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Ultrasound-Guided Percutaneous Transhepatic Cholecystostomy for Acute Acalculous Cholecystitis

Alexander M. Eggermont, MD; Johan S. Laméris; Johannes Jeekel, MD
Arch Surg. 1985;120(12):1354-1356. doi:10.1001/archsurg.1985.01390360020005.
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• Ultrasound-guided percutaneous transhepatic cholecystostomy was performed in six critically ill patients who had acute acalculous cholecystitis. The clinical conditions of all six patients improved dramatically following transhepatic cholecystostomy. No complications of this bedside procedure occurred. Cholangiography via the inserted pigtail catheter was normal in four patients. Their catheters were removed after ten to 21 days. At follow-up examinations at four to 30 months they were free of signs of gallbladder disease. In one patient, ultrasonography showed desquamation of the mucosa in the gallbladder, which led to the decision to perform cholecystectomy two days after cholecystostomy. One patient, suffering from cholangiocarcinoma, died 120 days after cholecystostomy with the catheter in situ. In our experience, ultrasound-guided percutaneous transhepatic cholecystostomy is the treatment of choice to overcome a critical period in patients with acute acalculous cholecystitis. When post-drainage cholangiography is normal, cholecystectomy at a later stage is not indicated in the majority of these patients.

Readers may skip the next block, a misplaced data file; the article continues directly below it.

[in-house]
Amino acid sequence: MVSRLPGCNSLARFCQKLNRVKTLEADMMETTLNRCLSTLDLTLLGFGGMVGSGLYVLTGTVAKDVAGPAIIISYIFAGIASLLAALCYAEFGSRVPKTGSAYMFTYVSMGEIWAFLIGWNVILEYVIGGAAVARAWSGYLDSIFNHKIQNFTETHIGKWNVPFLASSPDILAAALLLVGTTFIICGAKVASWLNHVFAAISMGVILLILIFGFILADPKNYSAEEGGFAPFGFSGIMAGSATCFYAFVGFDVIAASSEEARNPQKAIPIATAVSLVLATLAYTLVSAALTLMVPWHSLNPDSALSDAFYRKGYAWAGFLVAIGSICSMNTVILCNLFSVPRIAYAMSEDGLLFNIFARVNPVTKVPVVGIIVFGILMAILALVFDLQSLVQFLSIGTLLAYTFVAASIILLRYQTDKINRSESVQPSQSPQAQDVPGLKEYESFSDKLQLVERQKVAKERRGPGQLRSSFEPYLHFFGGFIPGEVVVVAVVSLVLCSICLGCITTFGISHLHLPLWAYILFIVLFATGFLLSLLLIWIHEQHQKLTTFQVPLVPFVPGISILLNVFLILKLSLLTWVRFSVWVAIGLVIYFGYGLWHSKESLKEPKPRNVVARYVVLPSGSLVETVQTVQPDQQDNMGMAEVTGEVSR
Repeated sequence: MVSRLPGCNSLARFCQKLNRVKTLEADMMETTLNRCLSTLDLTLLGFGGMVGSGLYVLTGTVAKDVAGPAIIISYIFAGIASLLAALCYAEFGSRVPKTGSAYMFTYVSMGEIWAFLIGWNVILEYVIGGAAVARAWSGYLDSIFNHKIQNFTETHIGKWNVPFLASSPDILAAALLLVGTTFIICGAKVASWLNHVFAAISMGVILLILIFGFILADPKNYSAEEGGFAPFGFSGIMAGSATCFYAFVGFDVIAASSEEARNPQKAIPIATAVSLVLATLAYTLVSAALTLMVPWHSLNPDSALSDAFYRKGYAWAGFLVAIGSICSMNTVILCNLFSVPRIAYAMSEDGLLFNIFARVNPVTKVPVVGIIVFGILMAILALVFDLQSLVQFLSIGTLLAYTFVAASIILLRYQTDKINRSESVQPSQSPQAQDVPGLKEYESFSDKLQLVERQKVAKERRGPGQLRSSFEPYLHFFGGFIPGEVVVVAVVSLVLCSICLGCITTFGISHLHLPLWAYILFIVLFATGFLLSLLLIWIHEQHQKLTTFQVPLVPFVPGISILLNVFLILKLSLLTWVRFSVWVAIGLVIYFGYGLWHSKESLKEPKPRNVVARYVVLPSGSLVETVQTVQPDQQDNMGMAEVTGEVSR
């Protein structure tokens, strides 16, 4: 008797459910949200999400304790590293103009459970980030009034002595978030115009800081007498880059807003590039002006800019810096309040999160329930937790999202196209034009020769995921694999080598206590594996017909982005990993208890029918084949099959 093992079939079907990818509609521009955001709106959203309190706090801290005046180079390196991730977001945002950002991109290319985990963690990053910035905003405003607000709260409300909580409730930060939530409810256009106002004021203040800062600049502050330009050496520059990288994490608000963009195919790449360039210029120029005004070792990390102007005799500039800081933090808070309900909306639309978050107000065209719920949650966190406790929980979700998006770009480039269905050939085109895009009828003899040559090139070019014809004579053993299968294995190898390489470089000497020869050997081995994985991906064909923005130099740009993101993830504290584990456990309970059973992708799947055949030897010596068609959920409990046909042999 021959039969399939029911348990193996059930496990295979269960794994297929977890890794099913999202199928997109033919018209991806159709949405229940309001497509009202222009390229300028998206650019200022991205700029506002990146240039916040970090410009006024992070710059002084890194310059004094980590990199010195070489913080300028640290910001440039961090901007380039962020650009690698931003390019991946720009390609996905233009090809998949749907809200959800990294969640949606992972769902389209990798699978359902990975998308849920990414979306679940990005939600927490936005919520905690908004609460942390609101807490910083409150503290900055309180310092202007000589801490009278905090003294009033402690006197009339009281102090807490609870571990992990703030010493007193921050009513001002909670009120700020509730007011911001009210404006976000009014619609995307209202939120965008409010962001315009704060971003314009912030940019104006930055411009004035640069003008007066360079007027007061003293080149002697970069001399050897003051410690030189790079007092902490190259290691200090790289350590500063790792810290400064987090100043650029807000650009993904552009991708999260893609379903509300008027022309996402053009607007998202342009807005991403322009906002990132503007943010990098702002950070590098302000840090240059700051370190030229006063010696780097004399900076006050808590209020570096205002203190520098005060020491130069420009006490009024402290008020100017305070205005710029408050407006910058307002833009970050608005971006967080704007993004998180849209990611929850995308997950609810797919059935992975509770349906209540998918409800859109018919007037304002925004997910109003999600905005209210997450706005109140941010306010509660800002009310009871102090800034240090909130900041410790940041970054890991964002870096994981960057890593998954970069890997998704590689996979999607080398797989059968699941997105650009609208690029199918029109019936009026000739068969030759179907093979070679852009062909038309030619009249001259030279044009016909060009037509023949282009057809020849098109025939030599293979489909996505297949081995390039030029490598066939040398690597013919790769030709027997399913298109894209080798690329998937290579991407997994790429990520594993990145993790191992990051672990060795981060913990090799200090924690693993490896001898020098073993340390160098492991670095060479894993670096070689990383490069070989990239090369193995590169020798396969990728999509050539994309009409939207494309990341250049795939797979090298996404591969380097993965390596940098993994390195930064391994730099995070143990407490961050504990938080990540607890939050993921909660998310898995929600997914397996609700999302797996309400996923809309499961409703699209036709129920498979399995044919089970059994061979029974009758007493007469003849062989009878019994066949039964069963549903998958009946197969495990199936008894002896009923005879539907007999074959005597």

(Arch Surg 1985;120:1354-1356)


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